He believed that the great constitutional principle of popular sovereignty (the idea that all authority ultimately resides in the people) gave the whites in states the right to decide for themselves whether they wanted to own other humans. Supreme Court Chief Justice Roger B. Taney agreed with Douglas in the Dred Scott v. Sanford (1857) decision. The prevailing idea at the time of the Declaration of Independence and Constitution, he wrote, was that the African-Americans “had no rights which the white man was bound to respect.”
Alexander Stephens, the Vice-President of the Confederacy, presented a different understanding of the Founders and the most significant challenge to the idea that African- Americans were meant to be included in the Declaration of Independence.
In his “Corner Stone” speech of 1861, Stephens argued that most of the Founding Fathers believed that slavery was a “violation of the laws of nature; that it was wrong in principle, socially, morally, and politically.” However, it was an “evil they knew not well how to deal with.” They believed that it would “be evanescent and pass away” in time. Those ideas were fundamentally wrong, Stephens argued, because they “rested upon the assumption of the equality of the races” (Alexander Stephens, “Corner Stone Speech,” March 21, 1861).
The “cornerstone” of the Confederacy, not the Union, rested upon the “great truth” that blacks are not equal to whites. Stephens, unlike many scholars today, admitted that Thomas Jefferson and the other Founders included African-Americans in the universal understanding of the promise of liberty and equality for all humans, he just believed Jefferson was wrong.
Contrary to the ideas of the statesmen and scholars who doubted that all men were created free and equal, the Framers of the Constitution and other American statesmen believed slavery contradicted the natural rights all had and denied the idea of consent in a republic. They consistently worked to build a constitutional republic of liberty that equally protected the rights of all Americans. Far from being proponents of slavery, the Founding Fathers criticized the institution severely.
The “Father of the Constitution,” James Madison, attacked slavery early in the Convention, stating, “We have seen the mere distinction of colour made in the most enlightened period of time, a ground of the most oppressive dominion ever exercised by man over man” (James Madison, Notes on the Federal Convention, 1787).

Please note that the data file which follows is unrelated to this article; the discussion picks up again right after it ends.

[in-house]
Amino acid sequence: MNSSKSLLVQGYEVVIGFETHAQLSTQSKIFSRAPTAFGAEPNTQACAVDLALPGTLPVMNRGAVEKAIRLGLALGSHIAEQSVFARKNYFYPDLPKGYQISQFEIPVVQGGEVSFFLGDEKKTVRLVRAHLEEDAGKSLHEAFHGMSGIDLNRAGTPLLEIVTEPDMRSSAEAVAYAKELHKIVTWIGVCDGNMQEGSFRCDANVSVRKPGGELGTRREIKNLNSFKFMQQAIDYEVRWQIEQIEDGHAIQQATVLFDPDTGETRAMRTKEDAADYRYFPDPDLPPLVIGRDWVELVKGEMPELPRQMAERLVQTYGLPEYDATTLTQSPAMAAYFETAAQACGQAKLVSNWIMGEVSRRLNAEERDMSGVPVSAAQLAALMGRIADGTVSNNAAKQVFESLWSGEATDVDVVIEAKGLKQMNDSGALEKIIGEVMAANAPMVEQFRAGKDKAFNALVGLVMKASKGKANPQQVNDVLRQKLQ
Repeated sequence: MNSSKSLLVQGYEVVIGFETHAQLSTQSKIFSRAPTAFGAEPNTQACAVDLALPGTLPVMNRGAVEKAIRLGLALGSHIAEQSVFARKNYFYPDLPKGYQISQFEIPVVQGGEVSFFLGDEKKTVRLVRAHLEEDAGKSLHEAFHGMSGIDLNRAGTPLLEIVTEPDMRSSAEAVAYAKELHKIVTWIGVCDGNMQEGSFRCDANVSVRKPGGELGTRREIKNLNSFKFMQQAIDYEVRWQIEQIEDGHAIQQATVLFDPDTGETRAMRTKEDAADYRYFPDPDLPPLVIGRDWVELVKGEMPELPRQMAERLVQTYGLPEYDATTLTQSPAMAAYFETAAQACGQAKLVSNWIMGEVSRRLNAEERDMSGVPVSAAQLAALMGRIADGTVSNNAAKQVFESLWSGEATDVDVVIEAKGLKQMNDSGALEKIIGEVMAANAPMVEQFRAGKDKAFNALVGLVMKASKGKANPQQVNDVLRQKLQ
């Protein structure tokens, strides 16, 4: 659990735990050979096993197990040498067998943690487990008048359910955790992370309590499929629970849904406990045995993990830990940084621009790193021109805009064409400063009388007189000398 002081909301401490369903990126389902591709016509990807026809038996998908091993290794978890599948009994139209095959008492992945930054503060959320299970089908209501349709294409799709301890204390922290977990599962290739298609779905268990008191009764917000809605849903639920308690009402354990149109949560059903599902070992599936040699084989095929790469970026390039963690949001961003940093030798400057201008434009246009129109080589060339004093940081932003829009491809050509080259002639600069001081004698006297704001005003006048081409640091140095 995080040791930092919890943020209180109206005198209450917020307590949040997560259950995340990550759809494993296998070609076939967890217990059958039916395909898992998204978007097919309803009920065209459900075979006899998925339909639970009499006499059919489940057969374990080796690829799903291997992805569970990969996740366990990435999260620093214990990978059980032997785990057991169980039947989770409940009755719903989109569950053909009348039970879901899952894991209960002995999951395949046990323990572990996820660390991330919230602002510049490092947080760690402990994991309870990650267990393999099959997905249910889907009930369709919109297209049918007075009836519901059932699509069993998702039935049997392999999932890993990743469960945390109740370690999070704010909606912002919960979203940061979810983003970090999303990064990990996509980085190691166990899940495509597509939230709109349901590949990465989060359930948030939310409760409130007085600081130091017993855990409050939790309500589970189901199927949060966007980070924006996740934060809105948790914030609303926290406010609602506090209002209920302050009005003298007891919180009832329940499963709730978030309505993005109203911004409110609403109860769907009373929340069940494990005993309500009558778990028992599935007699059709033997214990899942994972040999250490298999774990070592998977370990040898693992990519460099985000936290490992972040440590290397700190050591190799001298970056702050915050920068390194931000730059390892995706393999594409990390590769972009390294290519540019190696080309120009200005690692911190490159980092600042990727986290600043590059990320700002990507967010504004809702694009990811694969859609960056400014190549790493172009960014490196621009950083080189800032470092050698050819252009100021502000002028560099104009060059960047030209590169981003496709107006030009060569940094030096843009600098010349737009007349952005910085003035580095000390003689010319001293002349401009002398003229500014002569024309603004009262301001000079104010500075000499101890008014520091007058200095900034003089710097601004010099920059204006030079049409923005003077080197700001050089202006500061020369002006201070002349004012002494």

Another Virginian, George Mason, feared that slavery brought down “the judgment of heaven on a country.” At the Constitutional Convention, Gouverneur Morris called slavery a “nefarious institution” and the “curse of heaven” (James Madison, Notes on the Federal Convention, 1787). John Adams wrote, “Every measure of prudence, therefore, ought to be assumed for the eventual total extirpation of slavery from the United States…I have, through my whole life, held the practice of slavery in…abhorrence." (James Madison to Robert J. Evans, June 8, 1819)
The author of the Declaration of Independence wrote a withering attack on slavery when he stated, “The whole commerce between master and slave is a perpetual exercise of the most boisterous passions, the most unremitting despotism on the one part, and degrading submissions on the other.” (Thomas Jefferson, “Notes on the State of Virginia,” 1785).
Several Founders launched critiques of the slave trade for violating natural rights. In a draft of the Declaration of Independence, Thomas Jefferson attacked the slave trade in harsh language, calling it a “cruel war against human nature itself, violating its most sacred rights of life and liberty in the persons of a distant people.” At the Convention, Morris echoed these sentiments and said that the slave trade continued “in defiance of the most sacred laws of humanity” (James Madison, Notes on the Federal Convention, 1787).